A finance report has revealed that Birmingham City Council is, two months into its fiscal year, already facing a £21 million ‘black hole’ which could put key services at threat if ignored.
The pressures come after the outgoing Conservative-Lib Dem council passed a budget with some £112 million cuts in February.
But the new Labour administration, which inherited the accounts following May’s local election, claims that many savings were outlined, with no detail on how they are to be achieved. It also claims that further costs, such as interest on PFI payments and the rising demand for welfare and care services, were not accounted for.
But opposition Tory leader Mike Whitby defended his last budget and pointed out that there were always budget pressures, but he successfully dealt with them during his eight years in charge.
Of the total, £14 million of the pressures are on the children, young people and families budget, which funds council-owned schools, youth services, children’s centres and, crucially, children’s social care.
Pressures highlighted include the increase demand for children’s care, the failure to recruit enough foster parents to move children out of residential care and a failure to consider index-linked price increases related to PFI payments on school buildings.
The council is optimistic that£3.2 million owed to the city in set-up costs for academy schools will be covered by the Department for Education later this year.
Labour deputy leader Coun Ian Ward said that the Tory-Lib Dems had made a series of wrong assumptions, including that levels of people needing care services or welfare would not rise this year – despite the ongoing austerity.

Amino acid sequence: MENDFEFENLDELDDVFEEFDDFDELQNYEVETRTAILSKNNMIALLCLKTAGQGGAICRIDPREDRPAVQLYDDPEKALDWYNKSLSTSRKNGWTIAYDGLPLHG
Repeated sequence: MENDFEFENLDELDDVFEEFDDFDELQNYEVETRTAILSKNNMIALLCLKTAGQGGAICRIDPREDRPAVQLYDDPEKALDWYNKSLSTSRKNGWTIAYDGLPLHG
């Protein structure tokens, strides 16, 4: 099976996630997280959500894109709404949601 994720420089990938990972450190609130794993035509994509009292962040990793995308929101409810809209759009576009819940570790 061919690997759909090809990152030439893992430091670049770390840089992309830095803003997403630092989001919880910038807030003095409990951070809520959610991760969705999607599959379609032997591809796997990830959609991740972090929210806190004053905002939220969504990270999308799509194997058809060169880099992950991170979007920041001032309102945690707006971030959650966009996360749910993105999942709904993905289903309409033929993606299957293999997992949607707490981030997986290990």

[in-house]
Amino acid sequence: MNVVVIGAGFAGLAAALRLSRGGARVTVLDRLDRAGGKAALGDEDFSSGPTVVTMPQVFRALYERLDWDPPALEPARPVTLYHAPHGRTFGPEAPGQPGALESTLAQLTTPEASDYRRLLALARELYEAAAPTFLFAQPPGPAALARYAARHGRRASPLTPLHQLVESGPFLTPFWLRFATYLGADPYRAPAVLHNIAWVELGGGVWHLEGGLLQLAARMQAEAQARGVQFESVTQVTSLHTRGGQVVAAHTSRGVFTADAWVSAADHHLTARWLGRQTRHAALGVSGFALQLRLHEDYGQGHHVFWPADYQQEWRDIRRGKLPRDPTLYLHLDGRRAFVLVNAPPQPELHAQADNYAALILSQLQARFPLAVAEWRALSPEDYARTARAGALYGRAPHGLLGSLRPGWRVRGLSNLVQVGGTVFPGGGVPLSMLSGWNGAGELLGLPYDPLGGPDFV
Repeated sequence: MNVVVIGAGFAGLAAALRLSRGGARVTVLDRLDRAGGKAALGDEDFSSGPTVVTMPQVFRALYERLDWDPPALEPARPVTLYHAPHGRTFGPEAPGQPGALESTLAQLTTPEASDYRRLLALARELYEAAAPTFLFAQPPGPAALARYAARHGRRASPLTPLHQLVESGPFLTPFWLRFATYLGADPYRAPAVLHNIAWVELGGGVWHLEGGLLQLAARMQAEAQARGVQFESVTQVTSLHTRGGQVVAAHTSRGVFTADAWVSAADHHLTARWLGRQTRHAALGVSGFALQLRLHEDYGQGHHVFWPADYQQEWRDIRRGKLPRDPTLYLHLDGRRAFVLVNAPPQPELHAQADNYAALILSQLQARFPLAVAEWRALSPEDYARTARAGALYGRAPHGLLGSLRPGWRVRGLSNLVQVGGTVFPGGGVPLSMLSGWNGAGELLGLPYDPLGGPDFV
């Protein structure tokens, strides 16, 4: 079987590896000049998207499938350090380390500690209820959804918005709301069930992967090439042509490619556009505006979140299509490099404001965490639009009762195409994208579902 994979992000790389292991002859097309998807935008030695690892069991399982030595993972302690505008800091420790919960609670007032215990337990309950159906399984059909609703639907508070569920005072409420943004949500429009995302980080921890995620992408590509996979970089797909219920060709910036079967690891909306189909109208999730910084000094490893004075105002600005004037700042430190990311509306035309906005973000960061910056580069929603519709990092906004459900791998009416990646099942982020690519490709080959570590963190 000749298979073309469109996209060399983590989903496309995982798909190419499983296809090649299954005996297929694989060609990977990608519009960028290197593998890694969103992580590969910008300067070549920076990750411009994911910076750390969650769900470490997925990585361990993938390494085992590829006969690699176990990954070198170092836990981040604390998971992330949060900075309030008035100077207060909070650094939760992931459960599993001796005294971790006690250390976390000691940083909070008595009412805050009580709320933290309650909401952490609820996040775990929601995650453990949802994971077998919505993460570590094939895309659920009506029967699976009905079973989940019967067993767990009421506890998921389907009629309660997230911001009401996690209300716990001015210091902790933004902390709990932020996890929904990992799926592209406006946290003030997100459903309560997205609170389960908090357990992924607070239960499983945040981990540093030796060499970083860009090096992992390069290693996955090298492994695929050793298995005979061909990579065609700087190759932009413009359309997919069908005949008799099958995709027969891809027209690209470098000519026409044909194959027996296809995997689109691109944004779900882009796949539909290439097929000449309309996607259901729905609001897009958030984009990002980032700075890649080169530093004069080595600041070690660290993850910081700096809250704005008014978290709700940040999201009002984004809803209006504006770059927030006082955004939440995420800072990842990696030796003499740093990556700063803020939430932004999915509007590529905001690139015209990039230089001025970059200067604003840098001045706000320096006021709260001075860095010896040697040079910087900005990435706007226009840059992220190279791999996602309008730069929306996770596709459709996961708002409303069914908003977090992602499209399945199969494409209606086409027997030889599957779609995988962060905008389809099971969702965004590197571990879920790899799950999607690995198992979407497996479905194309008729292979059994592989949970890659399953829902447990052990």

He also said they had deferred unpopular proposed cuts from last year, such as to the council’s Shelforce manufacturing firm which employs disabled people, the Connexions careers service and youth centres, without budgeting for them.
He seemed to set the tone for series of unpopular cuts, which he blamed on the Conservatives and Lib Dems. He said: “We feel it is important that the public know exactly where we are with the cuts that were implemented without solid plans for how they could be achieved.
“It is now up to the new Labour-led council to plug holes it did not create. We will do our best but this is a massive challenge – further black holes could very easily appear as the year progresses.
“To protect the interests of the most vulnerable in the city, we will do all we can to ensure measures are put in place that cause the minimum impact possible to the services we deliver.”
Coun Whitby said that his budgets were always balanced and that he inherited a similar black hole worth £32 million when he took over from Labour in 2004.
He said: “It is with a wry smile I notice Labour use the term ‘black hole’. It’s a pity the Labour government left a massive hole in the national finances and indebted future generations for decades to come.
“However, here in Birmingham over the last eight years, we have a record of balancing our budget; keeping council tax low; directing extra funding over the lifetime of our administration to the caring services; and ultimately increasing satisfaction levels to their highest for some time.”